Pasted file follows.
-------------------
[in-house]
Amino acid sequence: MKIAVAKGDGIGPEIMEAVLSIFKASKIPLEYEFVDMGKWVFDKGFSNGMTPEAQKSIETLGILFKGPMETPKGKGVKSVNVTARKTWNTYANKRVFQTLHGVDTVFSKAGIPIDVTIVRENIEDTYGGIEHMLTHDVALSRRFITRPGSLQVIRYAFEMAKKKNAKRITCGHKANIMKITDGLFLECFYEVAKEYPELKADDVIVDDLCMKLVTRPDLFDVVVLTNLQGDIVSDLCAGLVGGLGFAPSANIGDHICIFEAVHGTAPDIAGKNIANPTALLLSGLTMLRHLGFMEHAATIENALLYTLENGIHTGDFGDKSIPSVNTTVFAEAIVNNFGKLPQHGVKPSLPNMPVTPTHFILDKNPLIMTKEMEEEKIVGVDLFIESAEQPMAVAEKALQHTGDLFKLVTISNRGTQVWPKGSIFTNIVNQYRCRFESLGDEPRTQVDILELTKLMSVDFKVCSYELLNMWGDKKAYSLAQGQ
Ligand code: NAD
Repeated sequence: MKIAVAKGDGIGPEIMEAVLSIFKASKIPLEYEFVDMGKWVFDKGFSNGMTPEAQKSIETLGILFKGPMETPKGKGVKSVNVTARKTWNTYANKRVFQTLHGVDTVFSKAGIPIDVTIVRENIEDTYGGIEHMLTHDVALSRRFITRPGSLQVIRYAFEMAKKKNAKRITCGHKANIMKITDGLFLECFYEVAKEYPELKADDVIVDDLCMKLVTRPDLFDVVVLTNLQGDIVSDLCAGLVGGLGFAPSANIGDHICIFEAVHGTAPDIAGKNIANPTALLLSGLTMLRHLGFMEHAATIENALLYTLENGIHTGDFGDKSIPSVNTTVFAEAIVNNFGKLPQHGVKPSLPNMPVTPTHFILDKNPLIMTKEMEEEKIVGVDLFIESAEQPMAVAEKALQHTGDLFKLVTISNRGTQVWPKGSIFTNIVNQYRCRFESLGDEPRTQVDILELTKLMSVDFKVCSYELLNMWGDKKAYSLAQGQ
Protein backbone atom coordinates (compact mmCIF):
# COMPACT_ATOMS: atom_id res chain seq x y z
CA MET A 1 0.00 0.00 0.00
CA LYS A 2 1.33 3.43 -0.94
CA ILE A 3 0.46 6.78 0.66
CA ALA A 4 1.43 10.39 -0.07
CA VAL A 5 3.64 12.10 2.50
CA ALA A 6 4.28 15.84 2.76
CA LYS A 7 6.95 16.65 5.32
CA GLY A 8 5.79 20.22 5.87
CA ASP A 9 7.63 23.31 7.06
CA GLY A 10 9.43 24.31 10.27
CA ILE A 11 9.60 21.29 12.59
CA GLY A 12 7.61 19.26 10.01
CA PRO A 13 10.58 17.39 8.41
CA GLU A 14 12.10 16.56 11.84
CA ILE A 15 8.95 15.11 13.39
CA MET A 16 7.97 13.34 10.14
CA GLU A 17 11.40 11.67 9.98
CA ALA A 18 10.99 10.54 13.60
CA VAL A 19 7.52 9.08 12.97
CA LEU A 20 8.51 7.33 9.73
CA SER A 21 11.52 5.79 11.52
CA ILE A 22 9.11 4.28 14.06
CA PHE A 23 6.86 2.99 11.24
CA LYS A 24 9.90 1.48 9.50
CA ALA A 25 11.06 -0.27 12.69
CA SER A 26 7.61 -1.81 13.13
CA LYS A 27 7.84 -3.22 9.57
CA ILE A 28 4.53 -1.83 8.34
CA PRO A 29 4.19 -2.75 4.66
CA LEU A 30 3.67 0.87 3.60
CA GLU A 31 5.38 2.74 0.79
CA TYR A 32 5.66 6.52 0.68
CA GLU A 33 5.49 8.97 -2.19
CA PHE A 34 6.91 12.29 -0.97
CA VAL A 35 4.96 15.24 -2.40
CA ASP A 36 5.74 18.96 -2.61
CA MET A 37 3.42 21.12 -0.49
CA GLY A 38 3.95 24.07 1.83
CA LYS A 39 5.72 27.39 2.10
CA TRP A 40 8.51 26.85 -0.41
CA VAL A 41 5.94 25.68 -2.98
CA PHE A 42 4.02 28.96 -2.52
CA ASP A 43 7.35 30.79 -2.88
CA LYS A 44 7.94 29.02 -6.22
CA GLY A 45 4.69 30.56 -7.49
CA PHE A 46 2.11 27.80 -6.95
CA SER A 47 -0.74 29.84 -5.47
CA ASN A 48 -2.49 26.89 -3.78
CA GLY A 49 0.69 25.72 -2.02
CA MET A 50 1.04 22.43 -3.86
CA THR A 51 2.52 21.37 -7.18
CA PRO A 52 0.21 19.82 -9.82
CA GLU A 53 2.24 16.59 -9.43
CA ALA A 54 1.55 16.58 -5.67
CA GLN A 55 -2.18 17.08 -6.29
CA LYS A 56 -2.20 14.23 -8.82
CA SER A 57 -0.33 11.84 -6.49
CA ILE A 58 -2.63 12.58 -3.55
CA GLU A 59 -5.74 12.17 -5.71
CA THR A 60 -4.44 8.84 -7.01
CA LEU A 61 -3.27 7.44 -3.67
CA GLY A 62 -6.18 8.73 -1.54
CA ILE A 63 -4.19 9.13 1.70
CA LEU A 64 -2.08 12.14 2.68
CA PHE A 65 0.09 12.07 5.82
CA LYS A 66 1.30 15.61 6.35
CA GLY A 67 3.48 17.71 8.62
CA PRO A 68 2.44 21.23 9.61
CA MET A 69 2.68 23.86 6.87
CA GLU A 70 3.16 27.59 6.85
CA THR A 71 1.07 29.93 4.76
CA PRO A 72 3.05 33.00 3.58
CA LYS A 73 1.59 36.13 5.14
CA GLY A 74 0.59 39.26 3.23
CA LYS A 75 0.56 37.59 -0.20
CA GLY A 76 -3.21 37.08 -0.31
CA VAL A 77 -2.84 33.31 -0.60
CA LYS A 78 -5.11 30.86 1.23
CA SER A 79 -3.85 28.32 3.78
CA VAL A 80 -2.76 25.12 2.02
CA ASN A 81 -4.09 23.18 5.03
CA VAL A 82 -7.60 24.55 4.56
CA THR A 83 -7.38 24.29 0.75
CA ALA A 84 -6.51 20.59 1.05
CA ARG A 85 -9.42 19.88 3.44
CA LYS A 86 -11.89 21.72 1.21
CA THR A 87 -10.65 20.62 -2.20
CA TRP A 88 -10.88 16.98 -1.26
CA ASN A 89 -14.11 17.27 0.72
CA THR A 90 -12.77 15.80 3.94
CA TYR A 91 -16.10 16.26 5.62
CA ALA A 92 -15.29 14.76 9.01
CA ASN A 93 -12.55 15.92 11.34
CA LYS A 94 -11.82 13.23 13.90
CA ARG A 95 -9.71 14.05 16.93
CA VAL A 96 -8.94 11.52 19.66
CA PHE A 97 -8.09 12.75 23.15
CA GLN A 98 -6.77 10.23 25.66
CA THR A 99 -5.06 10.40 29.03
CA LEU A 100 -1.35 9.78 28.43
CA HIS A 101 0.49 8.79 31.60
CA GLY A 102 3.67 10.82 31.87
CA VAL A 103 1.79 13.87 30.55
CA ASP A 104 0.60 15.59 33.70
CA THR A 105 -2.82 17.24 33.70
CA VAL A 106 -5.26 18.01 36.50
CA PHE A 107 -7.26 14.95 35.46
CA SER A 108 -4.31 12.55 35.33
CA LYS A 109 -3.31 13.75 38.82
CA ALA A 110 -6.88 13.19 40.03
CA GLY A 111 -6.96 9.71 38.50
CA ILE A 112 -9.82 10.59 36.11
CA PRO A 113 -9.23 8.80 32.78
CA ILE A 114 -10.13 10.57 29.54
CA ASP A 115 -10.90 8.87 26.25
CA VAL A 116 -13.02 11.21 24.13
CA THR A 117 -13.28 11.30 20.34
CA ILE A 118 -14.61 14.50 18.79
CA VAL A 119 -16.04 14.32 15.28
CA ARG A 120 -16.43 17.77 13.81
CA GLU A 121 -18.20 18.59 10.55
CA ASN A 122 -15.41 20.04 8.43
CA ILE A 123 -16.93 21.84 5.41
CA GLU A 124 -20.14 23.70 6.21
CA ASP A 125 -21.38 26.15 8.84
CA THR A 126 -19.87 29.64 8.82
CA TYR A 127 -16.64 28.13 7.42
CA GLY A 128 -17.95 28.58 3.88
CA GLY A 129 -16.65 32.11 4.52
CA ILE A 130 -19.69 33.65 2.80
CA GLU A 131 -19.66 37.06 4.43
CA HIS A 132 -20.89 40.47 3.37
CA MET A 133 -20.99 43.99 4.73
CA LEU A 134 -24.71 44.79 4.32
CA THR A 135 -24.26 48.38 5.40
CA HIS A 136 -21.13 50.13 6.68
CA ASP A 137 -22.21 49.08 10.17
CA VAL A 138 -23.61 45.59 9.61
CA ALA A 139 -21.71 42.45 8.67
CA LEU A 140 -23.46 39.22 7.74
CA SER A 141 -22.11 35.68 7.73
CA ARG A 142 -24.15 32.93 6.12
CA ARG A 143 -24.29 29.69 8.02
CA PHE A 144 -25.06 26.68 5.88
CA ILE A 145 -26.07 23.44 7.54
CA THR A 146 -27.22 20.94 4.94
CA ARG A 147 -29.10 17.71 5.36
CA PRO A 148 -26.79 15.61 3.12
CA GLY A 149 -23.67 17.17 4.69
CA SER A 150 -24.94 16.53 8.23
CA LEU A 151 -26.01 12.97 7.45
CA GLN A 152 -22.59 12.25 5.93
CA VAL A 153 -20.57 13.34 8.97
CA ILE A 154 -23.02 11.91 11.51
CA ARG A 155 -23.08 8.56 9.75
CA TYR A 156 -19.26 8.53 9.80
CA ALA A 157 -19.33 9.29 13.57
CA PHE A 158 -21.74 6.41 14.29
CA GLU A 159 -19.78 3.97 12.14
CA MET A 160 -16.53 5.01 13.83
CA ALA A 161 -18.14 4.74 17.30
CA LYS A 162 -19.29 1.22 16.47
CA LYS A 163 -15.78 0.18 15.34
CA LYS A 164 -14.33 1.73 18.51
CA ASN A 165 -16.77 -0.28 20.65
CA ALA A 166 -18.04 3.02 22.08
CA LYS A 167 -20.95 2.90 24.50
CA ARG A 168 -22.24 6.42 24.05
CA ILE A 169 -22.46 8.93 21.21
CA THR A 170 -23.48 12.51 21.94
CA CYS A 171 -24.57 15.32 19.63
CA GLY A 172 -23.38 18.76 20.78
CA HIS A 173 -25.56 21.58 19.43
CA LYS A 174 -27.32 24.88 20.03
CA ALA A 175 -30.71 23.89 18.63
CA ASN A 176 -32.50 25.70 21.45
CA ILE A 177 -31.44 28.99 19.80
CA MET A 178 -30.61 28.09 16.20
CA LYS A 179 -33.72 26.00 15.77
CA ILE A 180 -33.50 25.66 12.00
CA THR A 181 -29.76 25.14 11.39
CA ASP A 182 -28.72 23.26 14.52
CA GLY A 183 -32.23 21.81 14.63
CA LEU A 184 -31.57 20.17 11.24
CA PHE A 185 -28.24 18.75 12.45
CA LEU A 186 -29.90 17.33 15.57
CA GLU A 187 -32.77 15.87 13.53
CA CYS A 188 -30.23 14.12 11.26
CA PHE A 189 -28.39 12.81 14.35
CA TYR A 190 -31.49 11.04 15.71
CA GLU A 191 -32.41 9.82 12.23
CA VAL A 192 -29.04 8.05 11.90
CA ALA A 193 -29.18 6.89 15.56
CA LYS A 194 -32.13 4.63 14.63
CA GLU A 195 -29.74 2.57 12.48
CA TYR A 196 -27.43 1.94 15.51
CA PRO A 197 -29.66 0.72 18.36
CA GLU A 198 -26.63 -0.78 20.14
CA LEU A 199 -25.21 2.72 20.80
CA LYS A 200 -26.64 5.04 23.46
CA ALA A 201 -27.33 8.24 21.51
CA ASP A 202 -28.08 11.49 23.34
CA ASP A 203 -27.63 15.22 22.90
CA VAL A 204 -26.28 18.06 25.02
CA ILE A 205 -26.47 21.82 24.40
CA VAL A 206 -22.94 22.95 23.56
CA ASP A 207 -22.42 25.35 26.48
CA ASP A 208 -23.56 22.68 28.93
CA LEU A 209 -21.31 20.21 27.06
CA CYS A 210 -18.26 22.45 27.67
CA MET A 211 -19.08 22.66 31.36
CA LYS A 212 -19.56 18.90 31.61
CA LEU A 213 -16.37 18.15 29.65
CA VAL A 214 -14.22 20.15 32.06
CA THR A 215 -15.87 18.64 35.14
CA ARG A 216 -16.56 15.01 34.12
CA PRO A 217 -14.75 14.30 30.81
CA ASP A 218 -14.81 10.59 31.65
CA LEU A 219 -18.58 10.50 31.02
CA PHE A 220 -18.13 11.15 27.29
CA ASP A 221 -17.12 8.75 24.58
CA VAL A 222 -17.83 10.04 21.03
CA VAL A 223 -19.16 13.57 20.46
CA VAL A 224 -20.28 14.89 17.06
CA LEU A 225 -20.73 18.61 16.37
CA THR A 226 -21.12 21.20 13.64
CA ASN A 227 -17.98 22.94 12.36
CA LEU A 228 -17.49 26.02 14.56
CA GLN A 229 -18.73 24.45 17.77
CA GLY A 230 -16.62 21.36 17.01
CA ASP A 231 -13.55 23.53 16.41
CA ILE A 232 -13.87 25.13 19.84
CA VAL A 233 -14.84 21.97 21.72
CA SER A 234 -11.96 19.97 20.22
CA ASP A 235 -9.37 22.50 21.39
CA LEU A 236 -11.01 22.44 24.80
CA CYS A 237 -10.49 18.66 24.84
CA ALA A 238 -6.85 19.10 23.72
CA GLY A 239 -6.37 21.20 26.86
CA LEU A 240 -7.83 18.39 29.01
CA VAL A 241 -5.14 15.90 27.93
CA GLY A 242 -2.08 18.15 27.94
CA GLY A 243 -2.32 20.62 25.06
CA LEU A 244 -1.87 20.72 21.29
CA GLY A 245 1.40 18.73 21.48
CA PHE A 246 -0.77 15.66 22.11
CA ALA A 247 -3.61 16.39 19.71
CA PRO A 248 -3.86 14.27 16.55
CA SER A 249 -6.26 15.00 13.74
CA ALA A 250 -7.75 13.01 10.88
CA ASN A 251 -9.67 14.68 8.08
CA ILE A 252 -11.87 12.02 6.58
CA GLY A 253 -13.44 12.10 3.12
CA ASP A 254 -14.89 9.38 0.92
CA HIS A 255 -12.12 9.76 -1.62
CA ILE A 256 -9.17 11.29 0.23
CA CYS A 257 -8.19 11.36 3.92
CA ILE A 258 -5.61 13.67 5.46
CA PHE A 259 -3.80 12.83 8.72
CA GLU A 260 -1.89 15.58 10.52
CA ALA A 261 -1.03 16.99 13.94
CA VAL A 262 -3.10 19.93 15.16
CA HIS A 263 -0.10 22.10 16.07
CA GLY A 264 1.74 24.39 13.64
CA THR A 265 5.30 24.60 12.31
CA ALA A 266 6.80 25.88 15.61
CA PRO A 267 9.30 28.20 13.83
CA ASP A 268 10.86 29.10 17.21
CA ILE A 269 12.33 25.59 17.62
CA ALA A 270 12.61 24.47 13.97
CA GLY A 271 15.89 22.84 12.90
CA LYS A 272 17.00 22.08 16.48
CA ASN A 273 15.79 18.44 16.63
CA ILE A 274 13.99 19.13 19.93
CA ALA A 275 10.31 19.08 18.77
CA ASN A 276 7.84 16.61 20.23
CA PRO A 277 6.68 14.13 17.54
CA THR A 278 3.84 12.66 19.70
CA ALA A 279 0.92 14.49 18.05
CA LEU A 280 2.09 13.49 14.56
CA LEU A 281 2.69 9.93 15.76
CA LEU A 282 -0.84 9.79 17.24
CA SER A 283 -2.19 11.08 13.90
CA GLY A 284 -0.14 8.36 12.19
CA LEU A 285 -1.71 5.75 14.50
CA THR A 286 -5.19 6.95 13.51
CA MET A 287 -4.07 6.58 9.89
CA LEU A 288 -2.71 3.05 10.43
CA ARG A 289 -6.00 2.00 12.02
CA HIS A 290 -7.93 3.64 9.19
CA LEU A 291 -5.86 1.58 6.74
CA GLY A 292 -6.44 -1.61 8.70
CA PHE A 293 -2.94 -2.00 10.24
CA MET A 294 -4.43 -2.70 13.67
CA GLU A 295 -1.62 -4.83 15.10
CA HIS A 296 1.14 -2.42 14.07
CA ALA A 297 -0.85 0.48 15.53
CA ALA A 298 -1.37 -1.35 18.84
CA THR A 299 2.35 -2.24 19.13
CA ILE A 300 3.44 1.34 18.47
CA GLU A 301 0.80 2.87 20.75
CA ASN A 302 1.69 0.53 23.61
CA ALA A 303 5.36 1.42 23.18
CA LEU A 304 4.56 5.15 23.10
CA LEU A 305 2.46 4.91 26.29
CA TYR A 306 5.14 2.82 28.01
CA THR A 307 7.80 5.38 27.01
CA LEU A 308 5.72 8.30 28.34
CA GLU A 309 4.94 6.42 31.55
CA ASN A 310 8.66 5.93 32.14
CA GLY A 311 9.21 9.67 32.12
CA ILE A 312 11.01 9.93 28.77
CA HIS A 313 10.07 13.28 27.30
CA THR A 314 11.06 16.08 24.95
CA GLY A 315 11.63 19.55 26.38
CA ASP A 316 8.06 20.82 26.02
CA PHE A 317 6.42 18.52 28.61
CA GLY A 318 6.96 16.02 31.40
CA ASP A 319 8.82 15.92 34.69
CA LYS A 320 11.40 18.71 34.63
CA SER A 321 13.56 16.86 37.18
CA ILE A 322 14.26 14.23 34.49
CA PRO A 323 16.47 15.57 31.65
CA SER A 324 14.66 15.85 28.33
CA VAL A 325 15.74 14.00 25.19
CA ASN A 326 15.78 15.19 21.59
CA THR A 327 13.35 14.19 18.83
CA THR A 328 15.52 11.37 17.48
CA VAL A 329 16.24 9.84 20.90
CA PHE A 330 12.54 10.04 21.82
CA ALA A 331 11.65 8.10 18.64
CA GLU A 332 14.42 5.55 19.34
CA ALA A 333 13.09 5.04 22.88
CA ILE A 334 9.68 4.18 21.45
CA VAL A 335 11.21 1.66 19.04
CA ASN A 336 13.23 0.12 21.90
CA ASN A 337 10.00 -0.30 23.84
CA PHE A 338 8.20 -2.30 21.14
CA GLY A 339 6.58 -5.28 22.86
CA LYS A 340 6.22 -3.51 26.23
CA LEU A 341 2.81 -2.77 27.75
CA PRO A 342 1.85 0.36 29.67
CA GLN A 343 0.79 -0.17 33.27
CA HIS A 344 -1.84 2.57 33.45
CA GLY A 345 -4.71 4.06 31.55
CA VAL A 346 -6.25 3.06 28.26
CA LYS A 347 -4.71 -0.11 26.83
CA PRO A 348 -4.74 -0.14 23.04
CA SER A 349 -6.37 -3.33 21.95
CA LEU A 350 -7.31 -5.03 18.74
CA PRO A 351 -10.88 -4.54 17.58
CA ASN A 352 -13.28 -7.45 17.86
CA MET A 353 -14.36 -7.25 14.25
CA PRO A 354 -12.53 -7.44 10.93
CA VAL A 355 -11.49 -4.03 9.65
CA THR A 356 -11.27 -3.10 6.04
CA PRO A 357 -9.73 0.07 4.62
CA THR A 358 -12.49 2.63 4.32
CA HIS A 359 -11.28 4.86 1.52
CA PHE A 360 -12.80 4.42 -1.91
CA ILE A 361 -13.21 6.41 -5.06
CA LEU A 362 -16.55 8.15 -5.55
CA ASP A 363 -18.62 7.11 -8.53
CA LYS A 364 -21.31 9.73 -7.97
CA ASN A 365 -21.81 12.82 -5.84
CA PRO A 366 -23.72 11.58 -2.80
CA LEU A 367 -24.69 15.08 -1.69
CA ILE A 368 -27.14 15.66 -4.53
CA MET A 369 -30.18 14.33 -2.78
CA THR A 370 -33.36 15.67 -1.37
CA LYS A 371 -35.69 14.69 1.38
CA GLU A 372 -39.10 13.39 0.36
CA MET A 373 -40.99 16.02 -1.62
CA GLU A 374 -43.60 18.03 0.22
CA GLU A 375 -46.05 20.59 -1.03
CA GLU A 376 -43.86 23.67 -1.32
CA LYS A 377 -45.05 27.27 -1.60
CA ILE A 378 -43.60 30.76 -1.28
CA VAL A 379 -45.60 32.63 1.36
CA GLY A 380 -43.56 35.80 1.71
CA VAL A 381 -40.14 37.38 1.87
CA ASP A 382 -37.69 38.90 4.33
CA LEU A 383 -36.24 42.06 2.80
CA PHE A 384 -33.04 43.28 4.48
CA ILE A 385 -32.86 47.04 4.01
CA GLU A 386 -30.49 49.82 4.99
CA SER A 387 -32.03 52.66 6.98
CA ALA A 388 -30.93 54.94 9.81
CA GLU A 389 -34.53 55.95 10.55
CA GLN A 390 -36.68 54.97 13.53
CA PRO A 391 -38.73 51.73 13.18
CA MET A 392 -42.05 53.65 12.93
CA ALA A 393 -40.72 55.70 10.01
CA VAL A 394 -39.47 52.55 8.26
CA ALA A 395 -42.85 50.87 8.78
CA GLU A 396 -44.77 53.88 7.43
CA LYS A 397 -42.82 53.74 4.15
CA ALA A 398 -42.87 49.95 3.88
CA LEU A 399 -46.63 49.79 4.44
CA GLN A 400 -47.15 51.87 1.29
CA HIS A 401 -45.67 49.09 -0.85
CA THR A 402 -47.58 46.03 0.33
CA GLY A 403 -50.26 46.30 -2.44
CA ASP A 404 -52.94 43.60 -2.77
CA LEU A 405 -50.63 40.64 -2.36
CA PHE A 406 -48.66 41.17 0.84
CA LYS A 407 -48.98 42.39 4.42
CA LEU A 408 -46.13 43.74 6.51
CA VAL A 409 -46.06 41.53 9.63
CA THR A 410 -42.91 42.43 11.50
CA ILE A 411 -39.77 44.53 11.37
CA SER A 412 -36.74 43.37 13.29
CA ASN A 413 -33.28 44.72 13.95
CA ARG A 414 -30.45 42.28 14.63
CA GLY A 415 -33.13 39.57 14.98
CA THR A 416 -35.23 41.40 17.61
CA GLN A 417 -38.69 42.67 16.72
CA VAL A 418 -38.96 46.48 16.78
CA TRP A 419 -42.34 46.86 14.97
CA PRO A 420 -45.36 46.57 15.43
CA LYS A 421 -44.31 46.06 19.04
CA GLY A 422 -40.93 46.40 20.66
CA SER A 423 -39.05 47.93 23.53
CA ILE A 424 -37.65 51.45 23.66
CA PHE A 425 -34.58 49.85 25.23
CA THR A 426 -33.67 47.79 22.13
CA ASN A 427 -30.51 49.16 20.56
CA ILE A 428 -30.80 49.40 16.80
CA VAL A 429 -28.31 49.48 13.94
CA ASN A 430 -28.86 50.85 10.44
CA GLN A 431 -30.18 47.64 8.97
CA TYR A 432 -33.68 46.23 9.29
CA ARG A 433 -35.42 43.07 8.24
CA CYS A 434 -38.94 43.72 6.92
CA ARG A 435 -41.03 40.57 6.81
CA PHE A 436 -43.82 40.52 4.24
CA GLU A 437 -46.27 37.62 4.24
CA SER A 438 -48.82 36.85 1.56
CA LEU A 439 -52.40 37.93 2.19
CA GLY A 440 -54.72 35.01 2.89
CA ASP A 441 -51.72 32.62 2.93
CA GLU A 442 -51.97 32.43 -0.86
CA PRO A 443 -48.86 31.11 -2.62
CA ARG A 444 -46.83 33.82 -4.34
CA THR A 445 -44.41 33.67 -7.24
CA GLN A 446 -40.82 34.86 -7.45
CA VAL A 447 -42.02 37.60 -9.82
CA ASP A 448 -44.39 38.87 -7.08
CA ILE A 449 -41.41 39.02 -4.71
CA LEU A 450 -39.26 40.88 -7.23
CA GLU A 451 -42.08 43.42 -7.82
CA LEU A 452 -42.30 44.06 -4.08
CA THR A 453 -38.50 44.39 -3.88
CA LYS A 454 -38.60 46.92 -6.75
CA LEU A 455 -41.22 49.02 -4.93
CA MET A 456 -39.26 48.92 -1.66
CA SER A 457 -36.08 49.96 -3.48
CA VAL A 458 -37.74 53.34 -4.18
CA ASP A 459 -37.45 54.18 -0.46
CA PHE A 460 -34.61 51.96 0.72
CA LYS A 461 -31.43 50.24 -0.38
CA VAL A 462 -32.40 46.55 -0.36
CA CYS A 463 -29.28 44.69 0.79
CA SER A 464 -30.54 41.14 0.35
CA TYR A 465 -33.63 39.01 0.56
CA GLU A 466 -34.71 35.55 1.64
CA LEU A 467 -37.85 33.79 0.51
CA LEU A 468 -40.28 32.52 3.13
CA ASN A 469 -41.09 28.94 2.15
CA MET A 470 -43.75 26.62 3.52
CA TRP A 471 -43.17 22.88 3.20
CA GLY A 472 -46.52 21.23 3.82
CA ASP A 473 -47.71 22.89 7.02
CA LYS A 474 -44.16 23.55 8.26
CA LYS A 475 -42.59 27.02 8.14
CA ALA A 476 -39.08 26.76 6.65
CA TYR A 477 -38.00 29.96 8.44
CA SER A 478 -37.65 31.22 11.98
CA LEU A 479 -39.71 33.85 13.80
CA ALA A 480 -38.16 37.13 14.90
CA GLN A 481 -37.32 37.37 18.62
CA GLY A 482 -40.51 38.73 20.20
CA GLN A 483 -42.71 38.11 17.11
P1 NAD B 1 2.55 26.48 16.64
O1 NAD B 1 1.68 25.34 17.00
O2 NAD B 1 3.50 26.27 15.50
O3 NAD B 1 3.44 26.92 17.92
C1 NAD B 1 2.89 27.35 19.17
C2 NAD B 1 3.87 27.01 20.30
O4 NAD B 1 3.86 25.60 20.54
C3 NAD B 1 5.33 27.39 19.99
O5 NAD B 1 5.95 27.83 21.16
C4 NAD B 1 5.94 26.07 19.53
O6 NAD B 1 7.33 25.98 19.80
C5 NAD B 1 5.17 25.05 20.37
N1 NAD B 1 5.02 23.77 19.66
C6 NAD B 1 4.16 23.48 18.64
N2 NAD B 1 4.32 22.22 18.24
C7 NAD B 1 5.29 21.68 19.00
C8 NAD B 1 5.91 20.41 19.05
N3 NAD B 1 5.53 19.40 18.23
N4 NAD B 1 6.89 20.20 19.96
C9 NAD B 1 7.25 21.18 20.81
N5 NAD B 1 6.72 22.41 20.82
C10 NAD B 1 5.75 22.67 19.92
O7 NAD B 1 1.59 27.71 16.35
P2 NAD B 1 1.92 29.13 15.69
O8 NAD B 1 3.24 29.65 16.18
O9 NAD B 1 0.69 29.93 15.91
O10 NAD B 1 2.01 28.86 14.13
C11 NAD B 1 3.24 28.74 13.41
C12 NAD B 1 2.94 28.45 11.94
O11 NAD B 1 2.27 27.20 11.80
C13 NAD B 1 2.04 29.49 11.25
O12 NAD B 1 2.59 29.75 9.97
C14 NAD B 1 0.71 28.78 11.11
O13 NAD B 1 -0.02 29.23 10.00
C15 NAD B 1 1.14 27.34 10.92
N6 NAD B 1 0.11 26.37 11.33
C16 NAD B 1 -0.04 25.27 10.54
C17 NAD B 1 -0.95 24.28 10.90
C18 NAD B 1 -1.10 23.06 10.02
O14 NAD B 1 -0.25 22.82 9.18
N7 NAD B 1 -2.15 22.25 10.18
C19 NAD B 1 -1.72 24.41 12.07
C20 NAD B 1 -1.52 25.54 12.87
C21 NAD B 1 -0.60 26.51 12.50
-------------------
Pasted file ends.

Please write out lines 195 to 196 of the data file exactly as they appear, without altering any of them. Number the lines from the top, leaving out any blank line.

CA PHE A 189 -28.39 12.81 14.35
CA TYR A 190 -31.49 11.04 15.71